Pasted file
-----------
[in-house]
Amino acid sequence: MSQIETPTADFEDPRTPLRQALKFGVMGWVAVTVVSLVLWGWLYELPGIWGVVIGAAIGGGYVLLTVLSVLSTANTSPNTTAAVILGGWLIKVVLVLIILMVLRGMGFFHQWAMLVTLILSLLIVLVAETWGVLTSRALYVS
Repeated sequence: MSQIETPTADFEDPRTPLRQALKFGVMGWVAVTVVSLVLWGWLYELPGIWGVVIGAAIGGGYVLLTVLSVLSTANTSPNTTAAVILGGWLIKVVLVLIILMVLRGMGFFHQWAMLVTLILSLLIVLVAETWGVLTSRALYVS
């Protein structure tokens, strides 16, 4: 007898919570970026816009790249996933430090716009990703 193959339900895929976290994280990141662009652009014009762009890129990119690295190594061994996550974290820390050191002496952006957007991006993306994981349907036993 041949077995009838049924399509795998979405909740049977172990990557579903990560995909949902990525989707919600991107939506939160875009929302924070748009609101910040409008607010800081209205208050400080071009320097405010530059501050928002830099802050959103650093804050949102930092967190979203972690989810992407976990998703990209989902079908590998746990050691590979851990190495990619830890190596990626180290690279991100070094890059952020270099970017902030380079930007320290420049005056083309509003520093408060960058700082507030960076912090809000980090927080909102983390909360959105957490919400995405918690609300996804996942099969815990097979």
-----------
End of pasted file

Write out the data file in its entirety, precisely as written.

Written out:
[in-house]
Amino acid sequence: MSQIETPTADFEDPRTPLRQALKFGVMGWVAVTVVSLVLWGWLYELPGIWGVVIGAAIGGGYVLLTVLSVLSTANTSPNTTAAVILGGWLIKVVLVLIILMVLRGMGFFHQWAMLVTLILSLLIVLVAETWGVLTSRALYVS
Repeated sequence: MSQIETPTADFEDPRTPLRQALKFGVMGWVAVTVVSLVLWGWLYELPGIWGVVIGAAIGGGYVLLTVLSVLSTANTSPNTTAAVILGGWLIKVVLVLIILMVLRGMGFFHQWAMLVTLILSLLIVLVAETWGVLTSRALYVS
């Protein structure tokens, strides 16, 4: 007898919570970026816009790249996933430090716009990703 193959339900895929976290994280990141662009652009014009762009890129990119690295190594061994996550974290820390050191002496952006957007991006993306994981349907036993 041949077995009838049924399509795998979405909740049977172990990557579903990560995909949902990525989707919600991107939506939160875009929302924070748009609101910040409008607010800081209205208050400080071009320097405010530059501050928002830099802050959103650093804050949102930092967190979203972690989810992407976990998703990209989902079908590998746990050691590979851990190495990619830890190596990626180290690279991100070094890059952020270099970017902030380079930007320290420049005056083309509003520093408060960058700082507030960076912090809000980090927080909102983390909360959105957490919400995405918690609300996804996942099969815990097979």